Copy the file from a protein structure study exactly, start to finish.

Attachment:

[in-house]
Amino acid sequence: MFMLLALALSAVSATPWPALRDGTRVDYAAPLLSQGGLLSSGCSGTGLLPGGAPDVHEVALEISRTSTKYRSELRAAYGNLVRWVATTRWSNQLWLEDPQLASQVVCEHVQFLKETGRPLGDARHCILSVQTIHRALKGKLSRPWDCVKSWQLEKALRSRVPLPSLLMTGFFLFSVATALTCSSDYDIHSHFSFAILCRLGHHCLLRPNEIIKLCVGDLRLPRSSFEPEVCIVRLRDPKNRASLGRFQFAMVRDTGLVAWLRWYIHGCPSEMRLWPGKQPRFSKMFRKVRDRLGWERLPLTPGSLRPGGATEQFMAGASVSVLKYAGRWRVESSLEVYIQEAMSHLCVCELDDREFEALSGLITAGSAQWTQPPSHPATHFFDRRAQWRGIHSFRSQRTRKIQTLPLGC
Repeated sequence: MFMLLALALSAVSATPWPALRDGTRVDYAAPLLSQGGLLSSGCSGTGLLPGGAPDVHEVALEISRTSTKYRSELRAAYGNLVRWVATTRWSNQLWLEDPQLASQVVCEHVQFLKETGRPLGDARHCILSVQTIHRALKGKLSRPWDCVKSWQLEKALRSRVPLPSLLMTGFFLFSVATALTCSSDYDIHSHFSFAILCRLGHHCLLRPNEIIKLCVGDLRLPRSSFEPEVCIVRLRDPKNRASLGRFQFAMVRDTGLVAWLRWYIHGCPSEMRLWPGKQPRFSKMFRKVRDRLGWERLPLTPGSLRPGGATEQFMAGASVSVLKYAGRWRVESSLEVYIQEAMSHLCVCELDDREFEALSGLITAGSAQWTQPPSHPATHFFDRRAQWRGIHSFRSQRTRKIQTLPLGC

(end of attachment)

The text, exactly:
[in-house]
Amino acid sequence: MFMLLALALSAVSATPWPALRDGTRVDYAAPLLSQGGLLSSGCSGTGLLPGGAPDVHEVALEISRTSTKYRSELRAAYGNLVRWVATTRWSNQLWLEDPQLASQVVCEHVQFLKETGRPLGDARHCILSVQTIHRALKGKLSRPWDCVKSWQLEKALRSRVPLPSLLMTGFFLFSVATALTCSSDYDIHSHFSFAILCRLGHHCLLRPNEIIKLCVGDLRLPRSSFEPEVCIVRLRDPKNRASLGRFQFAMVRDTGLVAWLRWYIHGCPSEMRLWPGKQPRFSKMFRKVRDRLGWERLPLTPGSLRPGGATEQFMAGASVSVLKYAGRWRVESSLEVYIQEAMSHLCVCELDDREFEALSGLITAGSAQWTQPPSHPATHFFDRRAQWRGIHSFRSQRTRKIQTLPLGC
Repeated sequence: MFMLLALALSAVSATPWPALRDGTRVDYAAPLLSQGGLLSSGCSGTGLLPGGAPDVHEVALEISRTSTKYRSELRAAYGNLVRWVATTRWSNQLWLEDPQLASQVVCEHVQFLKETGRPLGDARHCILSVQTIHRALKGKLSRPWDCVKSWQLEKALRSRVPLPSLLMTGFFLFSVATALTCSSDYDIHSHFSFAILCRLGHHCLLRPNEIIKLCVGDLRLPRSSFEPEVCIVRLRDPKNRASLGRFQFAMVRDTGLVAWLRWYIHGCPSEMRLWPGKQPRFSKMFRKVRDRLGWERLPLTPGSLRPGGATEQFMAGASVSVLKYAGRWRVESSLEVYIQEAMSHLCVCELDDREFEALSGLITAGSAQWTQPPSHPATHFFDRRAQWRGIHSFRSQRTRKIQTLPLGC